Italy: television dominates public opinion

The Italian media, which has close ties to political and corporate interest groups as well as organised crime, is concentrated in the hands of a powerful few and dominated by television.

Silvio Berlusconi (© picture-alliance/dpa)
Silvio Berlusconi (© picture-alliance/dpa)
Particularly in the south, journalists practice self-censorship to avoid run-ins with the mafia. But freedom of the press is also compromised by Italian politics, and though the influence of former prime minister Silvio Berlusconi has waned since his resignation in 2011, the business network he has been building up since 2011 still poses a threat to media pluralism. His media empire includes Italy’s largest publishing house as well as the three largest private TV channels, which between them siphon off around 60 percent of all advertising revenue on the Italian market.

In 2010 the international NGO Freedom House for the first time rated Italy among those countries where the press was no longer "free" but only "partly free". The NGO explained its decision pointing on the one hand to the monopoly exerted by a handful of media companies and on the other to a tendency towards politically motivated restrictions on press freedom. On the Reporters Without Borders Press Freedom Index Italy ranks 77th - behind the Republic of Moldavia.

Particularly during Berlusconi's four terms in office, laws were introduced that eroded press freedom. One consequence was a tightening of the libel law in 2012. The Senate has passed a law carrying a penalty of up to three years imprisonment for journalists who publish tapped phone conversations but it has not yet been approved by parliament. The revelations of the Vatileaks scandal of 2011 and the so-called Vatileaks 2 trial in June 2016 have continued to fuel debate about confidential documents.

Takeovers of media companies are a subject of endless debate in Italy. The power struggle for control of Italy's largest daily, the liberal-conservative Corriere della Sera, has been going on for years now. Major Italian companies such as car manufacturer Fiat and fashion label Tod's hold shares in RCS publishers. Since July 2016 media entrepreneur and Berlusconi protégé Urbano Cairo has controlled almost half of the shares. His company Cairo Communication owns several tabloids and cooking, gardening and travel magazines, as well as the television channel La7.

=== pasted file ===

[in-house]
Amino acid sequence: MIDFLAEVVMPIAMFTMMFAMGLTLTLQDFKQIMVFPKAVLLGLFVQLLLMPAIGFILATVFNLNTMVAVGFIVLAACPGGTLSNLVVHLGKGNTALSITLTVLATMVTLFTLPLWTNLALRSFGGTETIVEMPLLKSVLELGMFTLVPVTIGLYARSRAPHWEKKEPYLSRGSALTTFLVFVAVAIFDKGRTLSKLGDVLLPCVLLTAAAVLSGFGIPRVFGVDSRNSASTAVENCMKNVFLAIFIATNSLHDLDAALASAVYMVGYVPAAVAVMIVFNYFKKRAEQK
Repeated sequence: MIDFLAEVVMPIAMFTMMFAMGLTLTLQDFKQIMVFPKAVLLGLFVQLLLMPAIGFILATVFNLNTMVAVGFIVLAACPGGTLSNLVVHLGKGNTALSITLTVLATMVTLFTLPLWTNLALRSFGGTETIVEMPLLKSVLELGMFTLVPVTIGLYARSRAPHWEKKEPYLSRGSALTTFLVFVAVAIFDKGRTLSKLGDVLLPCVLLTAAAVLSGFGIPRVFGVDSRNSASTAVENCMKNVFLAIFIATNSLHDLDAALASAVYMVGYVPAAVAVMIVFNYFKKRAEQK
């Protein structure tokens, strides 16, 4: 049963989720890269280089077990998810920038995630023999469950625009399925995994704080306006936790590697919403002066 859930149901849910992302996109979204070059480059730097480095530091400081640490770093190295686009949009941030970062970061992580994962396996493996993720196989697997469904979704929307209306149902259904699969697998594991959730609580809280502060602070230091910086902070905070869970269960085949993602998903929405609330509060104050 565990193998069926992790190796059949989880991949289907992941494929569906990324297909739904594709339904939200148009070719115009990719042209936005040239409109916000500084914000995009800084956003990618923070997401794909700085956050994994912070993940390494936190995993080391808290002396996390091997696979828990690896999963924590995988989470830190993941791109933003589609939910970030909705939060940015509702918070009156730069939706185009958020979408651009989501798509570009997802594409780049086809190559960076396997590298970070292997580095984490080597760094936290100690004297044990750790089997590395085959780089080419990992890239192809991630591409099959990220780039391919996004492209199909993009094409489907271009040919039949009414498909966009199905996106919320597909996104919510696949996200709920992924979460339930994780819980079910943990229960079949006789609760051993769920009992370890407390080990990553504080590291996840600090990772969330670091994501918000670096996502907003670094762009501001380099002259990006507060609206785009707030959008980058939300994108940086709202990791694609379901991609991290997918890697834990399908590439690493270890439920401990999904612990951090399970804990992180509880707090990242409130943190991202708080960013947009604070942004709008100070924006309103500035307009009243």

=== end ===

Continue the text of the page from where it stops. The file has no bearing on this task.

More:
In 2016 two other large Italian publishing houses, Gruppo editorale L’Espresso and Editrice Italiana (Itedi), signed a memorandum paving the way for the foundation of a vast new publishing group. The merger, which is due to take place at the beginning of 2017 after approval from the Italian antitrust authorities, will mean that a number of Italy’s leading dailies such as La Repubblica and La Stampa are published by the same media house.

The media crisis has led to a steady decline in the circulations of Italian newspapers, with a drop of at least 33 percent over the past ten years. Most newspapers are trying to compensate for these losses by introducing payment models for their online content. One positive aspect is that the culture of journalistic commentary has a long tradition in Italy. Extensive commentaries are the order of the day, and the more flowery the language, the better. The Internet has prompted a revival of this tradition, and there are now countless blogs.

However, television is still the medium of choice for commentators, for it has by far the largest audiences. Alongside public television and Berlusconi's Mediaset, a third player, the private channel La 7, has made a name for itself and in 2013 was bought by the publisher Urbano Cairo.

Press Freedom Rating:

Reporters Without Borders: 52nd place (2017)
Freedom House: 63rd place – status: partly free (2016)

Updated: May 2017
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